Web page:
The role of private equity in driving sustainable investments is vital in the race to mitigate climate change.

There is a possibility that by 2030 eleven high-potential value pools may generate annual revenues exceeding $12 trillion in the global transition to net-zero. According to McKinsey & Company, these include sectors such as industrials, power, and transportation. Over the past year, Private Equity International (PEI) published lists of the largest LPs (Limited Partners) and GPs (General Partners) for 2022 as ranked by AUM. Our analysis of these key players sheds light on the industry’s mixed commitments to addressing climate challenges. The figures reveal a stark contrast in the level of climate ambition between GPs and LPs, raising important questions about the true impact of private equity in this evolving space.  

GPs: Falling Short of the Climate Mark? 

Despite the urgency to combat climate change, only 27% of the top 25 GPs have explicitly set climate goals on portfolio emissions reductions. This figure falls dismally short of the pressing need for decisive climate action. While 36% have climate funds, indicating some level of commitment, most of these funds only focus on renewables and green technology. Only 32% of these funds are investing in ‘grey-to-green’ assets – that is, allocating capital to sectors that are currently carbon-intensive (grey) but are trying to reduce their emissions over time to operate sustainably in the long term (green). Funding the grey-to-green transition is a crucial component of real-world decarbonization.  

More urgency is needed. Only 16% of the largest 25 GPs have established 2030 (or sooner) portfolio emissions reduction targets. Similarly, a meager 24% have committed to net-zero portfolio emissions reductions by 2050 or earlier.  

This begs the question: are GPs truly aligning their investment strategies with the urgent climate goals outlined in international agreements?  

LPs: The Real Climate Champions? 

The analysis reveals a more encouraging trend among the largest 25 LPs. An impressive 60% have set portfolio net-zero goals, demonstrating a stronger climate commitment. Moreover, 56% of LPs have targeted net-zero portfolio emissions reductions by 2050 or earlier, while 44% have set 2030 (or sooner) emissions reduction targets. These figures suggest that LPs are taking the lead in driving climate-conscious investments.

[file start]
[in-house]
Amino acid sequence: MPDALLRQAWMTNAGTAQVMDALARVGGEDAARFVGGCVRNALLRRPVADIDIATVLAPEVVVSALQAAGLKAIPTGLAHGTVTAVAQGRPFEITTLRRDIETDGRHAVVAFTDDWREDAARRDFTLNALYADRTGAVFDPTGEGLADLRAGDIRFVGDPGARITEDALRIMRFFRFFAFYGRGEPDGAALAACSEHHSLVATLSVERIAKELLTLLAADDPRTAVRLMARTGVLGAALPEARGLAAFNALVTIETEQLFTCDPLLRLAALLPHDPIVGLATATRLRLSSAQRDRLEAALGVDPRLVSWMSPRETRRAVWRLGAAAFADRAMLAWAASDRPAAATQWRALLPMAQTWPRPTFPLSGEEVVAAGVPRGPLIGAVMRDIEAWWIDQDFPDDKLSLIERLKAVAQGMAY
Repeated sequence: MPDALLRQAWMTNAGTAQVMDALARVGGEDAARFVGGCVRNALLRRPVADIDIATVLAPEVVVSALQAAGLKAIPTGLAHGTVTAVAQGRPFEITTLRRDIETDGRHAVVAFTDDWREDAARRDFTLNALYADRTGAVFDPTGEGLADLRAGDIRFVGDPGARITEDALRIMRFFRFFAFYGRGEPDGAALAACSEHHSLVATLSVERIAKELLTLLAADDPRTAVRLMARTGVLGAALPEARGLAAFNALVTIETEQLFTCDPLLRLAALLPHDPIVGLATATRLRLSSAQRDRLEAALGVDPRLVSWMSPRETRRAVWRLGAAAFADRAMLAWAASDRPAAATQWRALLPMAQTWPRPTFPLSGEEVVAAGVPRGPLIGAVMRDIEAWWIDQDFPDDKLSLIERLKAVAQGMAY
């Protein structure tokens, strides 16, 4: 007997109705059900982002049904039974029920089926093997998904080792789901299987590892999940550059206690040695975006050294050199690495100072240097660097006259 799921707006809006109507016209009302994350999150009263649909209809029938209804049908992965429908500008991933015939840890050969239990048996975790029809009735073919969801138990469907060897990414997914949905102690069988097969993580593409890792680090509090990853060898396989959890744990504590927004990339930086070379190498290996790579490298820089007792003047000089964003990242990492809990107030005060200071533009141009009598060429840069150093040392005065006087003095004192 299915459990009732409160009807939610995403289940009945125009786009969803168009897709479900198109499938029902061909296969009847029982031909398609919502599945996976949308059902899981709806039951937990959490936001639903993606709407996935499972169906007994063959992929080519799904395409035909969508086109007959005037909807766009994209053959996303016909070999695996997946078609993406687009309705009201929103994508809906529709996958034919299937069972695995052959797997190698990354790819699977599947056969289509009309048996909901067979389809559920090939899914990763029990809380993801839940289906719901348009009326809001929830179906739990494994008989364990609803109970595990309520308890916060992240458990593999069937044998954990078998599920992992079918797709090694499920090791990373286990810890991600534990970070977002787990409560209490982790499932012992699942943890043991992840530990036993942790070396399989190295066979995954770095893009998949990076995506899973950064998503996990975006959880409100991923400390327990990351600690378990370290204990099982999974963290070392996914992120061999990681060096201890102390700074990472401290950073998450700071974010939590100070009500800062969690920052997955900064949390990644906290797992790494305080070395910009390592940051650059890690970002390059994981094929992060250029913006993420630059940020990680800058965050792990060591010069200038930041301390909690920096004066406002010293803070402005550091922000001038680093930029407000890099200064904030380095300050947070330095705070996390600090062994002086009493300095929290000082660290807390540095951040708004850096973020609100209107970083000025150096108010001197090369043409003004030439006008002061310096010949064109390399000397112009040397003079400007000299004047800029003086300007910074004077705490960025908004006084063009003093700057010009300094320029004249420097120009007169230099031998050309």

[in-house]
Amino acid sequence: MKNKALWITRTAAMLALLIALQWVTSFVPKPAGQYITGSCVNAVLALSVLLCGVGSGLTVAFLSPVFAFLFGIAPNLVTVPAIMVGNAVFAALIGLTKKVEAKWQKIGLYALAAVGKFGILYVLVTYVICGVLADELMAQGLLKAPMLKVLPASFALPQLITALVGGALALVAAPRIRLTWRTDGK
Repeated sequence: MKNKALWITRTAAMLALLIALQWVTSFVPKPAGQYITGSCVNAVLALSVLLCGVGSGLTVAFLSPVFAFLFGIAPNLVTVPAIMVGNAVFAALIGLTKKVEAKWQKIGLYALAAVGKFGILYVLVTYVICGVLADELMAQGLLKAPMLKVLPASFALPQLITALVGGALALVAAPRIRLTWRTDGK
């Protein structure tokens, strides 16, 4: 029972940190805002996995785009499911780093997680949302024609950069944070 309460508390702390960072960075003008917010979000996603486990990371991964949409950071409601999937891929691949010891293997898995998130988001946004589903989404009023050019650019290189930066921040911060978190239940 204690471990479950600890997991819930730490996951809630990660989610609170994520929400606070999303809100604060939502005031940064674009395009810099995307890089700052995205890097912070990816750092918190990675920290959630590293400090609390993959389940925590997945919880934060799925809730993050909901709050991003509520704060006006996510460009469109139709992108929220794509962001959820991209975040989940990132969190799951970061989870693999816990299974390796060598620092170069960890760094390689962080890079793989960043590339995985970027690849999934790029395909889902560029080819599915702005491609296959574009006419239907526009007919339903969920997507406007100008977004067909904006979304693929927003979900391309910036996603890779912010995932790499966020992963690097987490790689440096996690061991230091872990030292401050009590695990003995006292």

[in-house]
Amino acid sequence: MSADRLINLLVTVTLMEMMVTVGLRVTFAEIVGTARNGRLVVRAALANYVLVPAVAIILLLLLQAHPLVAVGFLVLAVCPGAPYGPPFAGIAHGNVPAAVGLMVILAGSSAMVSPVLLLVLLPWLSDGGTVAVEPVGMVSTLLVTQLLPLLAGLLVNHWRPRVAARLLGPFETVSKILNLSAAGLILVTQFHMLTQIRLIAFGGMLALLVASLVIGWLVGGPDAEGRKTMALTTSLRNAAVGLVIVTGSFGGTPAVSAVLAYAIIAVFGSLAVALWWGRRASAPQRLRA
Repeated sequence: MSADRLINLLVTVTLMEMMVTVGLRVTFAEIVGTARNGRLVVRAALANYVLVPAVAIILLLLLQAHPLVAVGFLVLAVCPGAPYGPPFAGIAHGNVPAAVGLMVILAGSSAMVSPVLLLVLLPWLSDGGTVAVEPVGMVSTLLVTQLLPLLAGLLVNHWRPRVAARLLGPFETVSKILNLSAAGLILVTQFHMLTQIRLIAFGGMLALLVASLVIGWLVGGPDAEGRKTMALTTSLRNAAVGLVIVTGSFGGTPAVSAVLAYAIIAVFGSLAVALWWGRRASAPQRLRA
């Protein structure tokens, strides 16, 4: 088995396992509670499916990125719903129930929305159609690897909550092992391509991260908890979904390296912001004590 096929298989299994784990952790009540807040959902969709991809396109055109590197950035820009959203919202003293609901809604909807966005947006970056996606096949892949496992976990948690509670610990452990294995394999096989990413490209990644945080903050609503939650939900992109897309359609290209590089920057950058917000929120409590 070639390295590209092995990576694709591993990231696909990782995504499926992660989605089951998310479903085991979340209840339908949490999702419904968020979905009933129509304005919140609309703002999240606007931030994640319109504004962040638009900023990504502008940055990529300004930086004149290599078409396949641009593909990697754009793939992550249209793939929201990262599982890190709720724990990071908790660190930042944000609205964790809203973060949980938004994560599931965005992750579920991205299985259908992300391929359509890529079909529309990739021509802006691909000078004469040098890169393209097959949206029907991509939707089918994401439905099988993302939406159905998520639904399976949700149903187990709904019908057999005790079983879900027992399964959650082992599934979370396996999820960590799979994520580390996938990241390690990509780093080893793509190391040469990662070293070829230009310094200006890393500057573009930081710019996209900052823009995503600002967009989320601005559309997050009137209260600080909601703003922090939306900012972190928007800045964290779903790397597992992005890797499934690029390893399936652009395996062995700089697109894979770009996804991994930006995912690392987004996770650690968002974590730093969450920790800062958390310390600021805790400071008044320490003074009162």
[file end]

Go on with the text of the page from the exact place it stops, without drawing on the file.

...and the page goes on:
However, it is important to note that while LPs are setting ambitious goals, only 28% have explicitly detailed a grey-to-green investment philosophy. This raises concerns about the robustness of their climate strategies as decarbonizing high-emitting assets is a key component of funding the climate transition.  

The Imperative for Strategic Action in Private Equity  

While some LPs show commendable ambition in their climate commitments, there is an urgent need for greater alignment across the entire private equity industry. In addition, transforming high-carbon assets is a significant investment opportunity that can generate long-term value and is vital to real-world decarbonization. 

Private equity plays a significant role in shaping economies and industries, and it must use its influence to accelerate the transition to a low-carbon future. 

This analysis of the largest 25 LPs and GPs reveals a striking disparity in their climate commitments. LPs, by setting ambitious goals, are demonstrating their understanding of the pressing climate challenges while also recognizing the long-term value in these types of investments. However, top GPs lag behind in adopting comprehensive climate targets and strategies. Both LPs and GPs must engage one another in a combined effort to contribute to real-world decarbonization or else risk missing out on a prized opportunity for market-level returns and elevated corporate leadership. This requires increased ambition, clearer investment philosophies, proper incentives, and decisive action to address the vital climate goals that our planet demands. The time for private equity to lead the charge in decarbonizing the real economy is now.  


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